You built your business from the ground up. Naturally, you’re used to being the captain of the ship. But a time comes when you’ll need to step down and pass your responsibilities to someone else.
How does a small business owner successfully transition out of being the CEO?
With good planning, clear communication, and the right successor, it’s possible to create a smooth transition. Planning for your transition early is incredibly impactful on your business’ success and your personal well-being.
Here are a few tips to consider if you’re thinking about stepping down as CEO anytime soon.
Set Your Sights on Your Legacy
Your business is a significant part of your legacy, so it’s essential to think about what you want to leave behind.
As you consider stepping down as CEO, ask yourself, “ What do I hope for the business’ future?”
Do you foresee a certain amount of growth or expansion?
Is there a new direction or opportunity to explore?
How can the company continue to improve?
What role do you see yourself playing in these transitions?
Identify what goals you have yet to accomplish at your company and use them as a first step in establishing a roadmap toward your exit. You don’t want to step away with regrets, and creating tangible milestones now helps ensure that doesn’t happen.
If there are some long-term goals that you can’t accomplish during your time as CEO, use them to help steer your successor in the right direction.
Choose Your Successor
Over the last few months, we’ve talked a lot about the importance of identifying a solid successor. That’s because choosing your replacement is one of the most meaningful decisions you’ll make in your exit plan.
Your successor will be at the helm of your business, steering it forward. At a time when people are unsure about the future, they must be steady and resilient. To start determining who may best fit this role, explore your and the company’s values. After your exit, the person who takes the lead should embody these values wholeheartedly.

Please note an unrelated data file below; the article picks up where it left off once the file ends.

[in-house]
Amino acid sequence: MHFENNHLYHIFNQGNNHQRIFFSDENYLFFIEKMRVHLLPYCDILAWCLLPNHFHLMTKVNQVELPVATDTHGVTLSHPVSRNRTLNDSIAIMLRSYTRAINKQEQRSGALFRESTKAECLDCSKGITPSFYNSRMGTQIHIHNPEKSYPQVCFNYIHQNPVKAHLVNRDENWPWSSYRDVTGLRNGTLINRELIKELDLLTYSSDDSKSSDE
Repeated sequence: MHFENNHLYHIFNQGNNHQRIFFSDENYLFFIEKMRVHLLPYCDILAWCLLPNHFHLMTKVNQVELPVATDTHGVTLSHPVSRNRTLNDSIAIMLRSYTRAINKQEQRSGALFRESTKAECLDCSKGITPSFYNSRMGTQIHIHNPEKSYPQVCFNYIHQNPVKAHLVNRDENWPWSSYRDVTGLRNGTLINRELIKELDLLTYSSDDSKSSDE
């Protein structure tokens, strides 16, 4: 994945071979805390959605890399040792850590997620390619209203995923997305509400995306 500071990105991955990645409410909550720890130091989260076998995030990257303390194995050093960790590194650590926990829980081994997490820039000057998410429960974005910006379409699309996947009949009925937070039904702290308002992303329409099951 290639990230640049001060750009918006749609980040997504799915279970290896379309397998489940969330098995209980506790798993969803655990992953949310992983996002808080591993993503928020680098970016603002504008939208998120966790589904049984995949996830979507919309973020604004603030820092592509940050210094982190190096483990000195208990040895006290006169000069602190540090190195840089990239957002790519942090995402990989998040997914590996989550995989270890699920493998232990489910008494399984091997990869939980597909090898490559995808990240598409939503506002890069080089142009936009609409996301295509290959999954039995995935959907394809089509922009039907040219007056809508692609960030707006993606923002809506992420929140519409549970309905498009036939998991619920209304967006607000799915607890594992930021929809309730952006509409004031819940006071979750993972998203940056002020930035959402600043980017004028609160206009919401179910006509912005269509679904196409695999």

You may start your search by considering family members, as many small business owners do. While this is a great place to start, try not to limit yourself to considering only family.
Depending on their interest or involvement with the business thus far, family members might not make the most suitable leaders. You want somebody well-versed in your offerings, passionate about your business’ success, and ready to take over your day-to-day responsibilities.
Outside of the family, look to other founding partners, colleagues, industry leaders, or high-level managers. Keep an open mind, talk at length with your candidates, and take your time making this decision—it’s a big one!
Create a Transition Plan
Once you’ve selected a successor, it’s time to lay out a clear transition and training plan. The more detail and direction you provide now, the better prepared your successors will be.
Start by asking yourself questions like:
What will this person’s responsibilities be in their first year as CEO? What about each year after that?